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The early modern period of European history marked a substantial development of thought in many areas, such as politics, sociology, and natural sciences. The works of many early modern scientists, such as Newton and Galileo, are now at the foundation of all the contemporary scientific knowledge, whereas other theories, such as Herschel’s theory of sunspots as atmospheric openings, were discarded in light of further evidence. Still, the development of scientific thought in the early modern period is evident in every European country, and early modern science itself is a particular subject that has several distinctive characteristics.
Perhaps, one of the most distinctive features of early modern scientific development was the substitution of purely theoretical discussions with experiments aimed at obtaining proper evidence. For instance, Shapin writes, “Seventeenth-century England witnessed the rise and institutionalization of a program devoted to systematic experimentation, accompanied by literature explicitly describing and defending practical aspects of that program” (373). Indeed, whereas the earlier stages of scientific thought were filled rather with “mere belief” (Shapin 375) than with proven knowledge, the early modern period promoted the idea that knowledge has to be supported by facts.
For example, Hooke describes his observations of “physiological microbodies”, conducted with the use of a microscope, in 1667, in a detailed account with illustrations of the instruments and tools used for observations. Even though his experiment involved studying basic objects, like needles, each study is thoroughly documented for reliability and specificity: “But if viewed with a very good Microscope, we may find that the top of a Needle (though as to the sense very sharp, appears a broad, blunt, and very irregular end; not resembling a cone, as imagin’d, but only a piece of a tapering body, wit a great part of the top removed, or deficient” (Hooke 1-2).
One of the factors that contributed to the rise of experimental science was the popularization of scientific studies in universities. Shapin explains that in the early modern period, experimentation in institutional settings was a way of bounding and disciplining the scientists, while at the same time it offered a chance to prove the validity and reliability of their theories (373-374). The rise in the number of universities all across Europe, as well as in the number of scientific programs available, facilitated the development of experimental thought, since, as Feingold and Navarro-Brotons argue, the universities provided all kinds of support for the scientists, including employment, research facilities, and expensive instruments (1). The universities also became the bodies that promoted interest in new scientific discoveries: “Although the universities were sometimes slow to assimilate new scientific knowledge, when they did so it helped not only to remove the suspicion that the new science was intellectually subversive but also to make science a respectable and even prestigious activity” (Feingold and Navarro-Brotons 1).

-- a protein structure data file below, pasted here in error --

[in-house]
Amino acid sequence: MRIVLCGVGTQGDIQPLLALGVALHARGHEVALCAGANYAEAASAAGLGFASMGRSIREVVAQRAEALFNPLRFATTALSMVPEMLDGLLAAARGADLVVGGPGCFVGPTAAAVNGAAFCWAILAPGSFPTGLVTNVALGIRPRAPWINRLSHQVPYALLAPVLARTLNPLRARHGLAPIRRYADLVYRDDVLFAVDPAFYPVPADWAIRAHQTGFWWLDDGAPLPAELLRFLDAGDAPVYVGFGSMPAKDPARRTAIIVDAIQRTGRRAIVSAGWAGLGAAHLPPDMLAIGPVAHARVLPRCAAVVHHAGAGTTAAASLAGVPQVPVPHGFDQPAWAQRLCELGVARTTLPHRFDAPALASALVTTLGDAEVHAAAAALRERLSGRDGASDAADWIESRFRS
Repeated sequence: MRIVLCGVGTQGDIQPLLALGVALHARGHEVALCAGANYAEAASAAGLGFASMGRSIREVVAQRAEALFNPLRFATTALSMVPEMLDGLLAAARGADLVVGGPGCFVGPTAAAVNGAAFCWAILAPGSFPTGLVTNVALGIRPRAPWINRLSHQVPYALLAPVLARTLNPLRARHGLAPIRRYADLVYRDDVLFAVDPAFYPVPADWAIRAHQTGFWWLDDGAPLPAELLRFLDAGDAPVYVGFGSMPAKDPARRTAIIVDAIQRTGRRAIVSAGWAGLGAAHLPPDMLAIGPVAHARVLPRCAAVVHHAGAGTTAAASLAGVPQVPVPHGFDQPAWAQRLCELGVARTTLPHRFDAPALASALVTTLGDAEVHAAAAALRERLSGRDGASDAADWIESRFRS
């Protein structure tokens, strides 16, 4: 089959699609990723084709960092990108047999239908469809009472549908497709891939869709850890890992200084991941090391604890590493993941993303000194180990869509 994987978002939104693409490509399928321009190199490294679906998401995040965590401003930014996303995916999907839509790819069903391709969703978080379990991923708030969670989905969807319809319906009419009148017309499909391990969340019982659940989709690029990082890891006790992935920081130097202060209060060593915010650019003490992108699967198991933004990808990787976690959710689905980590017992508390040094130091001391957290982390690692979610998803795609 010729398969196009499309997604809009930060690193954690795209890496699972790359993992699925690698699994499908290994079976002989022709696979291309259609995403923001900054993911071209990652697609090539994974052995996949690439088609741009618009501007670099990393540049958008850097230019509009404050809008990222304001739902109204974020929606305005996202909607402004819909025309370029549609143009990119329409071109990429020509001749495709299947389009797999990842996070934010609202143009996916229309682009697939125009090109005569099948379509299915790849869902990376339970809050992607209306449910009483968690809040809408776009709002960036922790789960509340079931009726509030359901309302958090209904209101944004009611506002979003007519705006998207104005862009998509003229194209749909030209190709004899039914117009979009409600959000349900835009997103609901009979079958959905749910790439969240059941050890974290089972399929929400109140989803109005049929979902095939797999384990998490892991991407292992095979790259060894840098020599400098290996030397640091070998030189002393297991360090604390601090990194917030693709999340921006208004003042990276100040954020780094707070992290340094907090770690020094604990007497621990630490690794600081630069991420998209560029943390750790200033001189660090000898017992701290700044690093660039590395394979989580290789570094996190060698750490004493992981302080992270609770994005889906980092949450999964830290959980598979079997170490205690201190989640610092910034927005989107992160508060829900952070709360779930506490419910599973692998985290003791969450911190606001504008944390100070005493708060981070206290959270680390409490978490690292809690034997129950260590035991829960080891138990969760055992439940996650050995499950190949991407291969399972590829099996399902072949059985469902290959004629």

A lot of the scientific theories and discoveries made in the early modern period, particularly those related to the understanding of our place in the universe, were also revolutionary and in some way defied, or openly opposed, the previously accepted way of thinking. For instance, Copernicus’ model of the universe created an uproar among both the religious and the scientific communities and was widely opposed until later in the century. Galileo also argued for the Copernicus’ model in his writing, which resulted in an extensive inquisition process against him. He also criticized the obsoletism of thought and argued for the development and improvement of scientific beliefs based on new observations: “people seemed to forget that a multitude of truths contributes to inquiry and the growth and strength of disciplines rather than to their diminution or destruction, and at the same time they showed greater affection for their own opinions than for the true ones” (Galilei 110).
Concrete and Applicable